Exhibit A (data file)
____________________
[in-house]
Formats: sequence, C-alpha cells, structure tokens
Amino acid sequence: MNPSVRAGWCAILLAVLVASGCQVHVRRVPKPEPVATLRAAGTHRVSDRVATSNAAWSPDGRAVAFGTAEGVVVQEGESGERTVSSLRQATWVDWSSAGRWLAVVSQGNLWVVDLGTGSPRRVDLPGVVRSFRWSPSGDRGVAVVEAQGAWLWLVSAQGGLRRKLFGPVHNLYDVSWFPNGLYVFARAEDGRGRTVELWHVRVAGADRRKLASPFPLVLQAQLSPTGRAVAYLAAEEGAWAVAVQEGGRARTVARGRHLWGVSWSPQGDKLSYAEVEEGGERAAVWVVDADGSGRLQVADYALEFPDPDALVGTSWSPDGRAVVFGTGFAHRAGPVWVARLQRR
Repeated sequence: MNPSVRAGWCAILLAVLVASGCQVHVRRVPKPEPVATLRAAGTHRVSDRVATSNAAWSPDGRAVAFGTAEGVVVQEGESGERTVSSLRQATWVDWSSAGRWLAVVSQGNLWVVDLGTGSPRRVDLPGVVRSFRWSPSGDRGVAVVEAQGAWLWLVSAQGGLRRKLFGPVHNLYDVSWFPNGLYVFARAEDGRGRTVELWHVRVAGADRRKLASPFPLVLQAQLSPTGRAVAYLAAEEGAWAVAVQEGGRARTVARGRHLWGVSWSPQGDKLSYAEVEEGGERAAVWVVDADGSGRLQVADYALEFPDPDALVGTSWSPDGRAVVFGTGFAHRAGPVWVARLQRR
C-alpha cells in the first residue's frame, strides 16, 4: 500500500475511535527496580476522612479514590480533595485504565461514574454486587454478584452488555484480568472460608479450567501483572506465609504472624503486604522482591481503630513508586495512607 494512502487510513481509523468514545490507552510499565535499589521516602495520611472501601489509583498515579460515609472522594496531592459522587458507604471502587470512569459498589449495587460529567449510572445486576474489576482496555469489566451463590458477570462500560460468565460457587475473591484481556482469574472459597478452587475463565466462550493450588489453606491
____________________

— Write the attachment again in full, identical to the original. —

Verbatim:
[in-house]
Formats: sequence, C-alpha cells, structure tokens
Amino acid sequence: MNPSVRAGWCAILLAVLVASGCQVHVRRVPKPEPVATLRAAGTHRVSDRVATSNAAWSPDGRAVAFGTAEGVVVQEGESGERTVSSLRQATWVDWSSAGRWLAVVSQGNLWVVDLGTGSPRRVDLPGVVRSFRWSPSGDRGVAVVEAQGAWLWLVSAQGGLRRKLFGPVHNLYDVSWFPNGLYVFARAEDGRGRTVELWHVRVAGADRRKLASPFPLVLQAQLSPTGRAVAYLAAEEGAWAVAVQEGGRARTVARGRHLWGVSWSPQGDKLSYAEVEEGGERAAVWVVDADGSGRLQVADYALEFPDPDALVGTSWSPDGRAVVFGTGFAHRAGPVWVARLQRR
Repeated sequence: MNPSVRAGWCAILLAVLVASGCQVHVRRVPKPEPVATLRAAGTHRVSDRVATSNAAWSPDGRAVAFGTAEGVVVQEGESGERTVSSLRQATWVDWSSAGRWLAVVSQGNLWVVDLGTGSPRRVDLPGVVRSFRWSPSGDRGVAVVEAQGAWLWLVSAQGGLRRKLFGPVHNLYDVSWFPNGLYVFARAEDGRGRTVELWHVRVAGADRRKLASPFPLVLQAQLSPTGRAVAYLAAEEGAWAVAVQEGGRARTVARGRHLWGVSWSPQGDKLSYAEVEEGGERAAVWVVDADGSGRLQVADYALEFPDPDALVGTSWSPDGRAVVFGTGFAHRAGPVWVARLQRR
C-alpha cells in the first residue's frame, strides 16, 4: 500500500475511535527496580476522612479514590480533595485504565461514574454486587454478584452488555484480568472460608479450567501483572506465609504472624503486604522482591481503630513508586495512607 494512502487510513481509523468514545490507552510499565535499589521516602495520611472501601489509583498515579460515609472522594496531592459522587458507604471502587470512569459498589449495587460529567449510572445486576474489576482496555469489566451463590458477570462500560460468565460457587475473591484481556482469574472459597478452587475463565466462550493450588489453606491